;

Steve Hochstadt

Steve Hochstadt is a writer and an emeritus professor of history at Illinois College.



  • Promise and Flaw in Organized Religion

    by Steve Hochstadt

    Last year was the 500th anniversary of Martin Luther’s 1517 proclamation of objections to Catholic Church practices. Luther masterfully used the new technology of printing to spread his ideas. But the religious community he wished to create was welcoming only for those who followed his lead. Luther condemned in the strongest terms anyone who refused to give up their religion for his.


  • Kids Versus Guns

    by Steve Hochstadt

    Right now, the political engagement of young Americans for gun control is very high. Can the kids accomplish politically what generations of adults have not be able to do – prevent further school massacres?


  • President Trump Versus Trump Voters

    by Steve Hochstadt

    Will Trump’s so-called “base” ever wake up? Does he have to shoot someone in the middle of Fifth Avenue before his supporters recognize who he is? Or was he right that even that won’t hurt him?


  • Justice: Late, But Not Too Late

    by Steve Hochstadt

    Some Americans apparently feel that men are under attack. I disagree – men who abuse women are under attack and it’s about time

  • The Greatest Show on Earth

    by Steve Hochstadt

    I didn’t expect much more than a bit of diversion from the new film about P.T. Barnum, “The Greatest Showman”. A musical biopic from Hollywood is rarely a source of thoughtful history or powerful emotion. But “Greatest Showman” delivered something unexpected: a morality tale appropriate to 21st-century America.

  • Dangerous Words in the White House

    by Steve Hochstadt

    It is difficult to find a clearer expression of white supremacy than Trump’s words to a gathering of Senators in the Oval Office.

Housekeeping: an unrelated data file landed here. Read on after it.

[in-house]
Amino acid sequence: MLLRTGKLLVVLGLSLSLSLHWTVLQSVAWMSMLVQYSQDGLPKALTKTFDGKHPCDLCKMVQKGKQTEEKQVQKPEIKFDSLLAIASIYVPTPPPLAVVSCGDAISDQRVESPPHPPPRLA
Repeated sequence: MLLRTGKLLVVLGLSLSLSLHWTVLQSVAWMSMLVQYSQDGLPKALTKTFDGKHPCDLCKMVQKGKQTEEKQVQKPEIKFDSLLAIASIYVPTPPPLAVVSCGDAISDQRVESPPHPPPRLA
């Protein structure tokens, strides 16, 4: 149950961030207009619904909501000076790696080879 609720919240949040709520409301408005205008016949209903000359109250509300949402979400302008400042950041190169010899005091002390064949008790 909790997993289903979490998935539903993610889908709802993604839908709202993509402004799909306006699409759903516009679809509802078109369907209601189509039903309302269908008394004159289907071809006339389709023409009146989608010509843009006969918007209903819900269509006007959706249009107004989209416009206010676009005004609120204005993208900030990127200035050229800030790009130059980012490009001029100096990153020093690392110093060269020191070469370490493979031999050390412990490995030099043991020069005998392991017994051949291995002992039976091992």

• The Biggest Personality of the Year

    by Steve Hochstadt

    Trump is blowing up our relationships with all our most important foreign friends. He is not the biggest peacemaker, as we have long hoped our Presidents could be. He is not the biggest promoter of democracy, which we have long claimed is our national interest. He is not the best advertisement for America, not the face we wish to show the world. His work is a world-wide disaster.


  • Arcing Toward Equality in 2017

    by Steve Hochstadt

    American liberals have been thrown into despair in 2017 by the new nastiness of American politics. But behind the headlines, our country has been evolving in directions that liberals could find encouraging.


  • Keeping the Blacks Far Away

    by Steve Hochstadt

    American cities used zoning laws to direct new construction and to control where people lived. Black people were harmed in the process.

  • Santa’s On His Way

    by Steve Hochstadt

    The Republicans say that the best way to help the rest of us is to give billions now to the wealthy and to corporations. They will be so happy that they’ll raise everybody’s wages and create new jobs.

  • Political Humor, Then and Now

    by Steve Hochstadt

    Tom Lehrer poked fun at serious subjects, such as racism, fascism, pollution and nuclear war. Listening to him skewer racist hypocrites, imagine World War III, and exaggerate the effects of poisons in our air and water certainly contributed to the development of my political views.